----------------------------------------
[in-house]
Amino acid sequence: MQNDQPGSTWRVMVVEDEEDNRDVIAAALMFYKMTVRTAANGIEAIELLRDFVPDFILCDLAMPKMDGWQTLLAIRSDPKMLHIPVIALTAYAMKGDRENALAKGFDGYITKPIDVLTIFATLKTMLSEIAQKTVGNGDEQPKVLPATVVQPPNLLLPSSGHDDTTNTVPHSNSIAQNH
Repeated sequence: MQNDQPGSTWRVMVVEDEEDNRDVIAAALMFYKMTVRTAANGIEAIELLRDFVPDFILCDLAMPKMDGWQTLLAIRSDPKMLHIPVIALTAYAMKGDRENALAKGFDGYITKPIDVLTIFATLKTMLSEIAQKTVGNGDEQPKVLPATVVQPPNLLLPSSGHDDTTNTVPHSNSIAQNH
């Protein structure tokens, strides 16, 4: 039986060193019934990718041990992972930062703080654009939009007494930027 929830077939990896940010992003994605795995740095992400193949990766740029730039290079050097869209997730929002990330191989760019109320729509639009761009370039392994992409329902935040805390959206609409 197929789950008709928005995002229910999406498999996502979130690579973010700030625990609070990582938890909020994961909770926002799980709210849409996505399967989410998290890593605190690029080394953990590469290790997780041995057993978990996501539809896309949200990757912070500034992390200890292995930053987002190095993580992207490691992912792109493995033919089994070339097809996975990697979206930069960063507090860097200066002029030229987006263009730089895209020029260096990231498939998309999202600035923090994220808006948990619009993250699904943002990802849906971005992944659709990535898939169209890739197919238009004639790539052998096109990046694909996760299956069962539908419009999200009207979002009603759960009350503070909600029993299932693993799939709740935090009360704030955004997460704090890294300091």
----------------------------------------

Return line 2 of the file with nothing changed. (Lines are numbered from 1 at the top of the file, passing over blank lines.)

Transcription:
Amino acid sequence: MQNDQPGSTWRVMVVEDEEDNRDVIAAALMFYKMTVRTAANGIEAIELLRDFVPDFILCDLAMPKMDGWQTLLAIRSDPKMLHIPVIALTAYAMKGDRENALAKGFDGYITKPIDVLTIFATLKTMLSEIAQKTVGNGDEQPKVLPATVVQPPNLLLPSSGHDDTTNTVPHSNSIAQNH